John Hawkins: Back in college, I did a report on your book, the "Myth of Heterosexual AIDS." At the time, you and your book were under relentless attack for claiming that there wasn't going to be an explosion in the number of cases of heterosexual AIDS in the US. Now more than a decade later, how do you think your book stood the test of time? Do you feel vindicated?
Michael Fumento: Absolutely. I don't think there's a sentence in that book that wasn't correct. And what's most important about this is that virtually everything in it was "off the shelf," so to speak. It wasn't hidden data; it was in fact much more readily available to the doomsaying politicians, activists, and reporters than it was to me. They either knew or should have known everything I did. That's still true of much of my reporting. Some of it is interviewing but much of the material is just sitting there it is just sitting there waiting for somebody at the New York Times or Washington Post to grab it; but they won't. They don't think the public has a right to know.
John Hawkins: Do you think it was a mistake for us to ban DDT and can you give us an estimate on how many lives may have been lost because DDT was not available?
Michael Fumento: Nobody can provide a realistic estimate, but many millions of people have needlessly died. What's ironic about DDT is that the very reason it was banned in the U.S. is what makes it such a wonderful insecticide in lesser-developed nations. That is, it has a very wide spectrum of killing and it persists in the soil and thus kills year after year. That's exactly what you need in poorer countries because it's so efficient. Here those traits were problematic because it meant you were killing lots of friendly insects - albeit no humans. There's no evidence of human harm from DDT. But at least here we can afford to forego DDT for very specific insecticides that quickly dissipate. To force the values of our fabulously wealthy nation on the peoples of the underdeveloped world by trying to ban DDT there is a form of mass murder.
John Hawkins: The EU has banned imports of genetically modified foods that are commonly eaten in America. Because of this, many African nations, even those with starving populations, will not take bio-engineered foods because they fear cross-pollination with local crops. Do you think there is any scientific basis for this policy or is it simply a sly form of European protectionism that will indirectly result in millions of Africans starving to death?
Michael Fumento: None of it is science. Part of it is definitely protectionism. We heavily subsidize our farmers, but Europeans on the whole subsidize theirs far more. Half the EU budget goes to farmers. When you subsidize people, you take away their incentive to improve their techniques to compete. The result is that every year American farmers become more efficient while many of their European counterparts stand still. Allowing in bio-engineered foods would either force European farmers to compete or force subsidies up. So they're kept out.
Cross-pollination with local crops has gone on since the beginning of agriculture over 5,000 years ago. You improve a crop and at some point that crop's improvement spreads to weeds or other crops. Biotech companies will eventually eliminate this problem by putting the new genes in places where they can't spread to other plants or by making plants sterile. In the meantime, this is just an excuse for biotech bashers.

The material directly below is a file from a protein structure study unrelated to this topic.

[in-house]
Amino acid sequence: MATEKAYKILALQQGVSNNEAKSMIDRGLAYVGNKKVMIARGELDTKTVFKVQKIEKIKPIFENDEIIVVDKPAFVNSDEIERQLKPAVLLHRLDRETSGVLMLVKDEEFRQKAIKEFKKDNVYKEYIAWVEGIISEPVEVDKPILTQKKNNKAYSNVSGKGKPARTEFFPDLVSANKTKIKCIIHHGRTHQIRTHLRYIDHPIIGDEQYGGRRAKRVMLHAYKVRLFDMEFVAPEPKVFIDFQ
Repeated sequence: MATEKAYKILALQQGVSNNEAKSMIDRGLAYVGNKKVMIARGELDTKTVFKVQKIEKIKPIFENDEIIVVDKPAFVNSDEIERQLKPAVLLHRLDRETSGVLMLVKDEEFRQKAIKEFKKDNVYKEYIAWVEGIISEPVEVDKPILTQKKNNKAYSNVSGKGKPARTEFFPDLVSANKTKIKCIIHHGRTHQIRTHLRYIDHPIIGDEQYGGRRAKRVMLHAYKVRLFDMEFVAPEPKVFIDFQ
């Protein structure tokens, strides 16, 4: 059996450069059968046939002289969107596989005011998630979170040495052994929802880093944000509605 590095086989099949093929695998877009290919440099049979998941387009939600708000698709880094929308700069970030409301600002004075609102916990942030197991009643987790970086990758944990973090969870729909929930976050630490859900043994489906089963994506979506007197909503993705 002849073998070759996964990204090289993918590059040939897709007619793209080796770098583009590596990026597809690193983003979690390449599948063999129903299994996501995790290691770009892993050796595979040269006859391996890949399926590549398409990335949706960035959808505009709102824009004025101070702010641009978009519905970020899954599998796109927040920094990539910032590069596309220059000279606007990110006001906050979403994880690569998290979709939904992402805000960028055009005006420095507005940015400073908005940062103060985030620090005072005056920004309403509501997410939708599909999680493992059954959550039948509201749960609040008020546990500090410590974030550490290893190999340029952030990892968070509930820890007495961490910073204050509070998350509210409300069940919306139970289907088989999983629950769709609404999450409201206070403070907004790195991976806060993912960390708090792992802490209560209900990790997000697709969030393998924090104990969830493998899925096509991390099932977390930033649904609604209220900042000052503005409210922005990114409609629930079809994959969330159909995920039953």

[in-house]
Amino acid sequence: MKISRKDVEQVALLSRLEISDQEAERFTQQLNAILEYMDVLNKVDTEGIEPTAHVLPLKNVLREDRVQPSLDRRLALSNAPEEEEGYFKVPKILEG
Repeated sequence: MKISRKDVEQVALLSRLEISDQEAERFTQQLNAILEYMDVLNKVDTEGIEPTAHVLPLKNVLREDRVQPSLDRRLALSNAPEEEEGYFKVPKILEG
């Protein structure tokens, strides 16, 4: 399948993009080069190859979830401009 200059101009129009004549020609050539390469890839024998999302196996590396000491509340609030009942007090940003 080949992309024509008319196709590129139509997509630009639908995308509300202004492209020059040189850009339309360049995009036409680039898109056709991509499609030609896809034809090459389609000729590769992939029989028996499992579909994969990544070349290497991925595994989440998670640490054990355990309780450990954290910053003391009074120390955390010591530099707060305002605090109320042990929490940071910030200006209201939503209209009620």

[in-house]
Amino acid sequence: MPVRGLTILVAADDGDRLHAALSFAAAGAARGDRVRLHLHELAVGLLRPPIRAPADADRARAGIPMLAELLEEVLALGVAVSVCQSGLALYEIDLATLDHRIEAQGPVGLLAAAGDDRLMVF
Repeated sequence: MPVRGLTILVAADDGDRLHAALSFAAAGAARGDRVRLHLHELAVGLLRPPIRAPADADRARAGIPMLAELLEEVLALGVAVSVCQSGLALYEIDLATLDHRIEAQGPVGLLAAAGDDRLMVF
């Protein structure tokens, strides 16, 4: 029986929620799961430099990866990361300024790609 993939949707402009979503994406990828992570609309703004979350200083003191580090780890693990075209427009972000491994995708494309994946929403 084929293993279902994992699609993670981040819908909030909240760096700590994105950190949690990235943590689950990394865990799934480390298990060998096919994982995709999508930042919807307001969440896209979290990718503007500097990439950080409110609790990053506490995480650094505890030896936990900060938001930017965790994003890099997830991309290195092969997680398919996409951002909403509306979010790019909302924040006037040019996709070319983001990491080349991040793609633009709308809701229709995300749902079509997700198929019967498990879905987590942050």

John Hawkins: In recent years, we've heard a lot of talk about the dangers of, "Frankenfish." Can you explain what "frankenfish" really are and the dangers, if any, that they present.
Michael Fumento: These are simply fish that grow to full size more quickly than related fish because of gene or gene that's been spliced into them. Neither variety with which I'm familiar grows larger than the non-transgenic variety; they'll never be The Fish that Ate New York. They simply get to market size more quickly, saving money for the fish farms and consumers. Ultimately I think they can also go far in solving the protein deficiency inherent in the diets of underdeveloped nations.
John Hawkins: You've got a book on biotechnology coming up. Can you tell us a little bit about it? In particular, can you talk about how biotechnology can be used to extend the human lifespan?
Michael Fumento: It's due out later this year from Encounter Books, and the three main areas I cover are medicine, agriculture, and the environment. I think it's terribly exciting because that's why I chose the topic itself, along with the individual topics therein. I got so sick and tired of writing about black magic and white magic (like scam diet books that promise you can lose 30 pounds in four days). I wanted to write a book about real miracles, and nothing fits the bill like biotech. It will absolutely change every facet of our lives. Longevity is one of them. Currently the natural lifespan is said to be around 120, but there are many different methods being worked on that will blow this limit away. We're talking adding an extra sixty years or more, plus literally reversing aging in certain parts of the body such as the brain, skin, and muscle. Already a biotech drug the FDA approved last year reverses the aging of old people's bones. Yet many of these therapies affect not just parts of the body but the whole thing. And it may require nothing more than using a drug like tetracycline to "shut down" or "turn on" a single gene. There are so many such therapies having spectacular successes in rodent trials that it's almost inconceivable that some won't work on humans. Most spectacular is the timeline. Several of these could be in human trials (albeit only for humans suffering from potentially fatal diseases) in just a couple of years. They could be FDA-approved in not much more than five years. So it's not just our grandchildren that are going to live to be 180; many people reading interview will. Unfortunately, much of this extra time will probably be spent watching "Reality TV," but biotech can't solve everything.